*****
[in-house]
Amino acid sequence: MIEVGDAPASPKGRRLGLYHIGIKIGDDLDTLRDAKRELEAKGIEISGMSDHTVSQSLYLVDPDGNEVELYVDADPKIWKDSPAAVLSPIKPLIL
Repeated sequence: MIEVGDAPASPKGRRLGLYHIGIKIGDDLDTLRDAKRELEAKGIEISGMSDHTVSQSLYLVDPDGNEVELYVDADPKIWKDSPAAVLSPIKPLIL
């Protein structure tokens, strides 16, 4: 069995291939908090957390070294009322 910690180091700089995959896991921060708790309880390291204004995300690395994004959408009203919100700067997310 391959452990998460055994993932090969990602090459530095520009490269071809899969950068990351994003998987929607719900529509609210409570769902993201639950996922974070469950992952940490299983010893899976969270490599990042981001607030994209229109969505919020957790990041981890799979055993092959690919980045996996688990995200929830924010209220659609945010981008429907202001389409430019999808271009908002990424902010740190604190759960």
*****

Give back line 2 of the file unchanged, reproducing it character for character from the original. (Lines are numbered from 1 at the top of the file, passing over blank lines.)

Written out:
Amino acid sequence: MIEVGDAPASPKGRRLGLYHIGIKIGDDLDTLRDAKRELEAKGIEISGMSDHTVSQSLYLVDPDGNEVELYVDADPKIWKDSPAAVLSPIKPLIL